The Lost Story and a Moment of Happiness

This is going to be a personal post, but, this is a blog after all and I can do with it what I want. It’s still new to me that there are no rules to adhere to and no requirements to be met. If I say “freedom” now you know where the idea for this project was born. We are told about freedom during a concert and that’s what comes out of it…

I have just found something that I had desperately wanted since I’m 16 or so: the story behind The Seventh Son of a Seventh Son (1988). It’s in the autobiography of Bruce Dickinson and now I must say that there still is one thing I won’t do and that is (re-)blog material that I do not own. That is not freedom, that is more something like “theft”. I am not keen on annoying publishers and the like. And yes, I know that I am late with reading said autobiography.

Seventh Son of a Seventh Son is not only the concept album, because it is the only one that really qualifies for that category in my eyes, but it is also my first and favourite Maiden album. And, honestly, I have a serious hen-egg problem when it comes to the question whether Shakespeare is cool because he inspired Iron Maiden or if Iron Maiden are cool because they quoted Shakespeare. Now I found out that my draft on “The Evil that Men Do” – the Shakespearean song in question – seems to hopefully go into the right direction and, suddenly, my favourite song “Can I Play with Madness” makes much more sense. I mean, it is not quite like realising that the “Maiden England Tour” I was about to see in 2013 was indeed the “Maiden England Tour” (the tour featuring this album in ’88) with minor changes, something I would never have dared hoping for, but it is still very, very nice to finally have that story. A very nice surprise.

Just another moment of Maiden happiness. These moments may look a bit different for me than for most of the other Maiden family members. At the moment I spend much of my free time with reading up on William Blake, for example. Maiden are not only story-tellers, they are also good at pointing interesting literature out. But, there is that one thing that makes us a family: we all have these moments.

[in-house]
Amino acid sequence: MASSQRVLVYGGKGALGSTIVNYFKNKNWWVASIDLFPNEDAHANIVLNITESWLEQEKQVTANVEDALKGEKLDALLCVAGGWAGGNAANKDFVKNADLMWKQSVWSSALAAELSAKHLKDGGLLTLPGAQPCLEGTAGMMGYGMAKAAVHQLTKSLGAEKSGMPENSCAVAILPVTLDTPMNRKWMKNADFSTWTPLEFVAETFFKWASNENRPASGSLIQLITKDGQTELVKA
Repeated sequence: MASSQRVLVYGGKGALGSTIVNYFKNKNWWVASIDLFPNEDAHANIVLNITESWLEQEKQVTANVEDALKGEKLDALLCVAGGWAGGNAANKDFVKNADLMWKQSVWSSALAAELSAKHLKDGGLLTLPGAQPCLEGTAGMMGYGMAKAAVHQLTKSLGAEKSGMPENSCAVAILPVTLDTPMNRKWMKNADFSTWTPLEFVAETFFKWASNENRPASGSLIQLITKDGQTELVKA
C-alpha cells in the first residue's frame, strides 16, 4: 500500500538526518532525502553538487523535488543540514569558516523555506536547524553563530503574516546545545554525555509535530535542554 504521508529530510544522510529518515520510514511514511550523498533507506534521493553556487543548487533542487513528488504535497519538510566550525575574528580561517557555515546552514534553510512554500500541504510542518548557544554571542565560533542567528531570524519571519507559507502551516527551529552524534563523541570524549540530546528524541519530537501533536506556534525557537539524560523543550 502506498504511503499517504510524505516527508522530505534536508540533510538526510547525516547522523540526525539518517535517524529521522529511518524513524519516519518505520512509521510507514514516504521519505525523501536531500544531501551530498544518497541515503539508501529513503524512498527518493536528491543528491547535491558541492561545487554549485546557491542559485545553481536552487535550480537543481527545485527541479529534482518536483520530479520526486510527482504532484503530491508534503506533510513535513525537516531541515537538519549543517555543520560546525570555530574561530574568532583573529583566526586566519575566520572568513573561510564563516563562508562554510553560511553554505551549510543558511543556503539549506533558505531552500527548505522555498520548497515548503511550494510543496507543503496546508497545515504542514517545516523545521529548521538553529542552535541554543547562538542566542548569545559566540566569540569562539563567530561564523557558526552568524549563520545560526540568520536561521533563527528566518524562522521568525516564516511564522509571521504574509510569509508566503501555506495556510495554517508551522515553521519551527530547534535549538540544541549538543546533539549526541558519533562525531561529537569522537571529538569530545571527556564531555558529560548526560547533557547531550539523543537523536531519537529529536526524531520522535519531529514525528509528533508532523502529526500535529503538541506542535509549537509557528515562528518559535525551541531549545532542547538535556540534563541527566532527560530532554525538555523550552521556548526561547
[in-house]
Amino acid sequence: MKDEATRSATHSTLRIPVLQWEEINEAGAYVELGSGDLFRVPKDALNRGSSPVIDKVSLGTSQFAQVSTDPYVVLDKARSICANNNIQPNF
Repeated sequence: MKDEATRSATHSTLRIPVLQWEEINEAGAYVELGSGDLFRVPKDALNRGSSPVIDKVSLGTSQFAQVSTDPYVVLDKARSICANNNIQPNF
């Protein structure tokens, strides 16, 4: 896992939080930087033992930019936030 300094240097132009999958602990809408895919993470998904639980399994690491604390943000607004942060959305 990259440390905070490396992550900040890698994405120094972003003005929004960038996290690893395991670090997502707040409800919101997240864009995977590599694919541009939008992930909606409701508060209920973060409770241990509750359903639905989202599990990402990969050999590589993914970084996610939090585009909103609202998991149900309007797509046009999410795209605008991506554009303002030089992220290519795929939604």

• Iron Maiden, Seventh Son of a Seventh Son. EMI, 1988.
  • Dickinson, Bruce. What Does This Button Do: an Autobiography. London: Harper Collins, 2018.
  • Smith, Adrian, Dickinson Bruce and Steve Harris, “The Evil that Men Do”. Iron Maiden, Seventh Son of a Seventh Son. EMI, 1988.
  • Smith, Adrian, Dickinson Bruce and Steve Harris, “Can I Play with Madness”. Iron Maiden, Seventh Son of a Seventh Son. EMI, 1988.
  • Iron Maiden, Maiden England ’88, EMI, 2013.

2 thoughts on “The Lost Story and a Moment of Happiness

  1. What an absolutely amazing blog, I could happily comment on every post on here but I will try to keep it reasonably short. I particularly enjoyed reading the piece on Paschendale as I know the area reasonably well and have stayed in Ypres many times over the last 10-15 years, it is a really special but very sobering place especially when visiting the “Last Post” ceremony held at 8pm every night.

    I also really enjoyed ‘The Lost Story and a Moment of Happiness’ – ‘Seventh Son Of A Seventh Son’ is also my favourite Maiden album – albeit the 3rd one I heard/bought (on cassette a very long time ago in the 80s) after 1st ‘The Number Of The Beast’ & 2nd ‘Powerslave’.

    Keep up the hard work, I look forward to reading more – Up the Irons!


    1. Thank you for your feedback. I will have to visit Ypres one day. I visited the Imperial War Museum while in London, but I have not been to Paschendaele yet.


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